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Part 1 of a 3-part series, presented here, focuses on the radical redefinition of authority Jesus taught and set in motion for his church; it considers the complementarians’ circuitous idea of gender authority.

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In recent decades, traditionalists have dug for deeper roots in search of a viable biblical theology on which to support their superstructure of hierarchy. What has emerged instead in contemporary complementarianism is a sociocultural and extrabiblical “theology of roles.” It is this to which we will direct our critique.

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The marriage guidance in Ephesians 5, rather than subjecting wives, is aimed at bringing the freedom of true Christian community into our homes.

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Now Deborah, a prophetess, the wife of Lappidoth, was judging Israel at that time. She used to sit under the palm tree of Deborah between Ramah and Bethel in the hill country of Ephraim; and the sons of Israel came to her for judgment. (Judges 4:4–5, NASB)

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Like many other biblical texts, Gen 17:15–16 invades our worldview and reminds us that God sought out covenant partners—both male and female—to bring blessings to all the nations.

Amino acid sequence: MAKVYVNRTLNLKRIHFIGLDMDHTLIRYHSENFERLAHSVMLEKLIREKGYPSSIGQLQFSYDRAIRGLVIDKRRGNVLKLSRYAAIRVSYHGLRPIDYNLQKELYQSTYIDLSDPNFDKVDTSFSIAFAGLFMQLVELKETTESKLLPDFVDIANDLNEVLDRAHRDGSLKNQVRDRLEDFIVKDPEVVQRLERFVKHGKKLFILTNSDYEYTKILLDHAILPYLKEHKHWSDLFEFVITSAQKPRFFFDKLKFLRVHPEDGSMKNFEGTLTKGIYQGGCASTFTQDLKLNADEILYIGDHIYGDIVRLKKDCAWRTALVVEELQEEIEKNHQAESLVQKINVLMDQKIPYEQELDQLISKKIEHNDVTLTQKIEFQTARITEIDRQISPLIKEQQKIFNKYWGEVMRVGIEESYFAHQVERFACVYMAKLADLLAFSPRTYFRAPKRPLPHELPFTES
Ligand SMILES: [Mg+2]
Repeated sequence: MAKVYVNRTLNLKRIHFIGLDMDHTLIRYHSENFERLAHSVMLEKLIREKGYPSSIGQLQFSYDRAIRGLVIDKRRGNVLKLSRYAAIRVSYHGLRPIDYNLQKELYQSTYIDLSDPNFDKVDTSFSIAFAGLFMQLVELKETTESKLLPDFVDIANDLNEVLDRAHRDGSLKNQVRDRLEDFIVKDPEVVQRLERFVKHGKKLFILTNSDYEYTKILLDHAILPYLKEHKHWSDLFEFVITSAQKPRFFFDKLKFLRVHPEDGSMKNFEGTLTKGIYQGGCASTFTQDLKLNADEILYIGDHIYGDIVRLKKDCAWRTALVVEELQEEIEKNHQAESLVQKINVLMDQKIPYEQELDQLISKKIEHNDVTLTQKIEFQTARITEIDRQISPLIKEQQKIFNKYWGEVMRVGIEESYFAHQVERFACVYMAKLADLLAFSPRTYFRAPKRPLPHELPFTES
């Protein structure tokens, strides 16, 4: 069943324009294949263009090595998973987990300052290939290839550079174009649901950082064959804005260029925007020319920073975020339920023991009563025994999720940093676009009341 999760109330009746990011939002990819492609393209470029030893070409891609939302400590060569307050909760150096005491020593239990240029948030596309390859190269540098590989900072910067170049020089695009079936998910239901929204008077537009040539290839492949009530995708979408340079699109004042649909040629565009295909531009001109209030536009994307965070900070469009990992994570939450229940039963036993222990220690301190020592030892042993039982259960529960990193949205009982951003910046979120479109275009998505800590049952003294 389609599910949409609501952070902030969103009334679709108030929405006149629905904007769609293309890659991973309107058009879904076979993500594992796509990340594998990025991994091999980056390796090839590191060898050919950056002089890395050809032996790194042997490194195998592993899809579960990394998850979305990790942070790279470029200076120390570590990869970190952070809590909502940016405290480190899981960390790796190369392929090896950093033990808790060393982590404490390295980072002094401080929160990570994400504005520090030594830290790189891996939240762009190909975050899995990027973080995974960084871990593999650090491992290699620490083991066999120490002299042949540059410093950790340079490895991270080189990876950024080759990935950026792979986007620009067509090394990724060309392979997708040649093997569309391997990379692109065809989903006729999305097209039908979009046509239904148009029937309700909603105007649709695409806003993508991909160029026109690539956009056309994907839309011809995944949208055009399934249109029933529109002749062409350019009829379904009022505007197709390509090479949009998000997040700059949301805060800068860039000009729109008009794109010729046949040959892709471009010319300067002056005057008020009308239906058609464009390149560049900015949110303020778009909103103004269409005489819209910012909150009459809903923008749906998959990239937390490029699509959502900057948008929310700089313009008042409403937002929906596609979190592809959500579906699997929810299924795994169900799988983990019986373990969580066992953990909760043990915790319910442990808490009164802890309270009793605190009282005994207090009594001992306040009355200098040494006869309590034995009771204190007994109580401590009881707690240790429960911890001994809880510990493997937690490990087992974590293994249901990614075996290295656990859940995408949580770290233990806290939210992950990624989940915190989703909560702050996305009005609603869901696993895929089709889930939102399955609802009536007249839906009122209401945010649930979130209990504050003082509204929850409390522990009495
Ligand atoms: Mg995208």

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Where did judges like Deborah come from? We read in Acts 13:20-21 that the Israelites settled in Canaan and “After this, God gave them judges until the time of Samuel the prophet. Then the people asked for a king....”

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Complementarianism is nothing more than the old argument of “separate but equal” applied to gender roles and dressed in a type of theological clothing. This is the same argument earlier generations used to justify segregation of the races.

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In 1998, the Southern Baptist Convention made headlines around the nation with the addition of the words “A wife is to submit herself graciously to the servant leadership of her husband” to the Baptist Faith and Message (B F&M).

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It is apparent that the Christian church is grappling with the issue of women’s roles in ministry. Many churches rely on conclusions not founded in Scripture as the basis for their policies. This article seeks to illustrate such inconsistencies and challenge each church to carefully examine the scriptures as the basis for their attitudes and policies regarding the contribution of women to the ministry of the local church.

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Kevin Giles is a graduate of Moore Theological College, the largest seminary in Australia, noted for its conservative commitment to the headship of men. This summary is the outcome of his extended debate with the faculty over many years.

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